Editorials and Opinions

Opposing Viewpoints: Winning money for prom was a selfish indulgence

By Leigh Alon
Published: April 2010

Every senior looks forward to his or her senior prom. Sure, some people may belittle it or put it down as just another contrived school event, but there’s no denying that prom is a fundamental part of senior year and high school.

Recently South seniors competed in a voting contest to win money to support funding for our prom. Students visited a designated website and typed in a passcode, thereby voting to support Newton South. By the end of the assigned time period whichever school received the most votes won the prize money. Guess who won? We did.

We outvoted Danvers High School. We worked hard to beat them. It took hundreds of Facebook messages and prolonged procrastination. We deserved to win, but Danvers deserved to win more.

As students at Newton South High School, few of us have ever been exposed to real economic hardship. Single-mother, welfare, and food stamps are almost unheard of. Keep in mind that I am making vast generalizations. There are, to be sure, some South students who face these issues on a day-to-day basis. The majority, however, myself included, has been sheltered from real economic strife. We groan if we can’t have the car for the week; we kick and scream if we are unable to make a weeklong service trip to Timbuktu; and we’d die if anyone else were to wear the same designer prom dress.
Senior class officers, including Chenzhe Cao who even committed to bleaching his hair to motivate kids to vote, worked extremely hard to get the senior class behind the competition. They were very committed and succeeded in effecting a positive change.

Without a doubt the competition as a whole became and advertised event that ultimately was able to bring the whole school together. Through countless Facebook messages, little post-its by the library computer reminding everyone to vote, and the constant nagging from multiple seniors, the class of 2010 was able to gather the whole school in an intercity competition in order to give Newton South additional funds to buy decorations from prom. We definitely had the right to compete.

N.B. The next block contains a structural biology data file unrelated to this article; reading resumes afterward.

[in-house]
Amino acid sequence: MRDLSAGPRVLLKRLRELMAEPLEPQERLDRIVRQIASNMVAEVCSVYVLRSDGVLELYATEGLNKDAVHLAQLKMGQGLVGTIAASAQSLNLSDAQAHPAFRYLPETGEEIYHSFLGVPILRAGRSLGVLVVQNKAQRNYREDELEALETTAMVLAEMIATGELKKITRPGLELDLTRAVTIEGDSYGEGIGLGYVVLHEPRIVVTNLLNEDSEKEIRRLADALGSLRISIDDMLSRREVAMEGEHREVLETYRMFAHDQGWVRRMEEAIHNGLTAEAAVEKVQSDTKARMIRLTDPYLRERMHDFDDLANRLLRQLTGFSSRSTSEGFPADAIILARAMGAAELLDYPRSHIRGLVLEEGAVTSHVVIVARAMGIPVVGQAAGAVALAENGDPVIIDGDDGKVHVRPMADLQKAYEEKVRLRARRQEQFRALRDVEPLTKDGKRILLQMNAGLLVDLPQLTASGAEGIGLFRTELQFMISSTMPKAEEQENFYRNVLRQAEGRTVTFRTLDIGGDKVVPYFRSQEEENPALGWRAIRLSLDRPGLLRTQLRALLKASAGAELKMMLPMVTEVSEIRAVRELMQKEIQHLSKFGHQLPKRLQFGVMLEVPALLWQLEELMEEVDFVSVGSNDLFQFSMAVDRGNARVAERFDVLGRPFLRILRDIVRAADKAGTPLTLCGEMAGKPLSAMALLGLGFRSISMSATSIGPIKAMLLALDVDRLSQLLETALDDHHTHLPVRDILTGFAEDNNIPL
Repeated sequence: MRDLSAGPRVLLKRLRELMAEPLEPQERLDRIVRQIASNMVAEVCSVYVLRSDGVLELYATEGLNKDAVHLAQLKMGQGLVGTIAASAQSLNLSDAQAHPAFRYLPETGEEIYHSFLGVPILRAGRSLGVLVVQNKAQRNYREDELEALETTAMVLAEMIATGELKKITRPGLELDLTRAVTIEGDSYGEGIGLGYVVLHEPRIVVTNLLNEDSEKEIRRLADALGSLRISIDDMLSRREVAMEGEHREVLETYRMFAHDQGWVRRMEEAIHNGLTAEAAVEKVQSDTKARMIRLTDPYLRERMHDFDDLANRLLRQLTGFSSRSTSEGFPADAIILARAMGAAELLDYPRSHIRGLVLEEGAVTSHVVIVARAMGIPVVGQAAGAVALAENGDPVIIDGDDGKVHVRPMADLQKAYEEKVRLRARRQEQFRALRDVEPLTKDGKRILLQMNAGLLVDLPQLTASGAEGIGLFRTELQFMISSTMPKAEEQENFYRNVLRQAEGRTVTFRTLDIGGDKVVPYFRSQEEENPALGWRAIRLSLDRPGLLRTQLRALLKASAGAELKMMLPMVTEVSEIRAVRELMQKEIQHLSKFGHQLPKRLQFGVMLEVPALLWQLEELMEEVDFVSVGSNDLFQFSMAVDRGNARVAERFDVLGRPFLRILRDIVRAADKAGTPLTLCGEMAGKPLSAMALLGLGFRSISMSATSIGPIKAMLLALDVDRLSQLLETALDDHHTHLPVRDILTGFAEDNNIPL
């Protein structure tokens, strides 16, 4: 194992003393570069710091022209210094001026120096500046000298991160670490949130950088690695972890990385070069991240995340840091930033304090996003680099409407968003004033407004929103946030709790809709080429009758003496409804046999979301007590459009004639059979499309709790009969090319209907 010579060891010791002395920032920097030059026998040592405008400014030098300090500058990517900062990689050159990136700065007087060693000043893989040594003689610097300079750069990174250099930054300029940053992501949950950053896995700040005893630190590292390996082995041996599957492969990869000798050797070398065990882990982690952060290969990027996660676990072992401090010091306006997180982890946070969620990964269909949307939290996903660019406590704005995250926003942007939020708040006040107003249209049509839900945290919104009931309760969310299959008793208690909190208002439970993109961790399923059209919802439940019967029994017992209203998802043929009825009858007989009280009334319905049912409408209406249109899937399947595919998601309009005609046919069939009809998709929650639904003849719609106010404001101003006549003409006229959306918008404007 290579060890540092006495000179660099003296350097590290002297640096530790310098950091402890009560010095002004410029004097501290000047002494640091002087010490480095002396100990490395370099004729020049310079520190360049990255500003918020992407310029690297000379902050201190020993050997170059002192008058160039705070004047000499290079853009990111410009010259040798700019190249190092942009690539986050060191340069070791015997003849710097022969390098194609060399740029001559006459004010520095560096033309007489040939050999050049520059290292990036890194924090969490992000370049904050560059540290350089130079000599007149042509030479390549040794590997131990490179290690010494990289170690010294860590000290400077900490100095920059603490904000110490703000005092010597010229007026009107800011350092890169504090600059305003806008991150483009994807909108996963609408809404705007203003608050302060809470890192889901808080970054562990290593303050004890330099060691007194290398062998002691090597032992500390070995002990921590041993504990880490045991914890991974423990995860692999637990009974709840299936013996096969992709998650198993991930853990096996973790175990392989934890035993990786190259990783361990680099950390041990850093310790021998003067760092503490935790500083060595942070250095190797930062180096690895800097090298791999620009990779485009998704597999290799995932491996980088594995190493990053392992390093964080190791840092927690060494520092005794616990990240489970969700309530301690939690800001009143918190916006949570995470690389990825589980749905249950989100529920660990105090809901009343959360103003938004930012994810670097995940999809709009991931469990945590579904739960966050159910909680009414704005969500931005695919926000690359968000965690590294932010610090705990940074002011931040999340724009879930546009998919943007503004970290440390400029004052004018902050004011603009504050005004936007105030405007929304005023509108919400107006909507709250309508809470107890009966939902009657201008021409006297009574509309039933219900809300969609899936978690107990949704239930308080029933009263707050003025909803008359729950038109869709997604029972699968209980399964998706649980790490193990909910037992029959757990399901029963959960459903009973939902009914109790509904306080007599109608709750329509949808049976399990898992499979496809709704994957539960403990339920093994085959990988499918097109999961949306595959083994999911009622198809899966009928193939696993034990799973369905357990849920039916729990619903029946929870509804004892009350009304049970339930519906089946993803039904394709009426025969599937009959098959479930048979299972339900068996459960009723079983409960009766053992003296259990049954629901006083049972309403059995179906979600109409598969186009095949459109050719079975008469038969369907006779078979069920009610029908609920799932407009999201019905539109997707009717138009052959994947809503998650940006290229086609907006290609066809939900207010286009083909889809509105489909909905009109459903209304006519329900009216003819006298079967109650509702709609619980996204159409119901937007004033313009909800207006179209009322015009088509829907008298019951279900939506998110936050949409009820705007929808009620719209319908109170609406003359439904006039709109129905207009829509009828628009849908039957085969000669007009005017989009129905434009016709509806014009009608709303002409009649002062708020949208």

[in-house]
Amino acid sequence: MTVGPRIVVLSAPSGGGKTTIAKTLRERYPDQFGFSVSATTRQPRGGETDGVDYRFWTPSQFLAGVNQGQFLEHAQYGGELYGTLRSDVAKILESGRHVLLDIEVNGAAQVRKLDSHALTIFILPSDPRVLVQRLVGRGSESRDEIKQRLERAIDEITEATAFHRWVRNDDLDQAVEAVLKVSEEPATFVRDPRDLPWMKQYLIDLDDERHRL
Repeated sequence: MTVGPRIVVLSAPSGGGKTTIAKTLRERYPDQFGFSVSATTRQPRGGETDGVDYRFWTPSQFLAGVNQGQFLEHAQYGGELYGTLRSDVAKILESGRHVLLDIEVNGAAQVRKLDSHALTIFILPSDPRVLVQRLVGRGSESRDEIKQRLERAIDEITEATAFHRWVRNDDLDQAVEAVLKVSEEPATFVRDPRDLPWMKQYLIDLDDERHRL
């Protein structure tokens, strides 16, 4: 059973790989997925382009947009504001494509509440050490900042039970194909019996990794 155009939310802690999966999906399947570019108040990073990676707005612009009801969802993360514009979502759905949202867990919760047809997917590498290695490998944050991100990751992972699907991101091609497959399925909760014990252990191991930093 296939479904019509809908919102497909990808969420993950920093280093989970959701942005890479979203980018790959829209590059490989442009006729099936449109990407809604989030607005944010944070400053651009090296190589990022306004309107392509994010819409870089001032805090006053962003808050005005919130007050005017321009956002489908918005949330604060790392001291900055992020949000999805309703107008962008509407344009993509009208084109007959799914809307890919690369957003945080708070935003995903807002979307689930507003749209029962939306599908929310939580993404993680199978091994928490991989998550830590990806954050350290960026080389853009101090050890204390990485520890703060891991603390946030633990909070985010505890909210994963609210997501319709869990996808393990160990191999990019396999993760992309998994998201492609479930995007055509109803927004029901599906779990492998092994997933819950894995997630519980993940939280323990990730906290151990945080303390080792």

According to the census of 2000, the median income for a family in Danvers was $70,565. The median income for a family in Newton, however, was a whopping $104,493. Families in Danvers are in no way impoverished, but relatively, we seem undeserving of extra money. And what about all the other schools that competed for the money? Was it just tough luck for them too?

Personally, I think that it is our responsibility to be helping out these other schools that aren’t as well funded as our own. Of course, free stuff is good, and yes, people are reluctant to compensate for what we can’t earn though freebies like this competition through the form of donations and additional fundraising, but in reality, we have one up on most of the schools we beat out.

Had we not won the competition, no we would not have had an extra $1,000 to splurge on and already exorbitant prom, but we would have had the resources to reimburse what we could have potentially earned from the voting contest. On the contrary, many of the other competing schools do not even have the resources to pay for a prom.

If we really wanted to bring together our school and our community, we would have everyone help out in fundraising for the prom. In reality, we don’t need the $1,000 offered by the competition: other schools do. Sure these competitions are a fun and quick way to earn big money, but it really just isn’t fair to the other schools.

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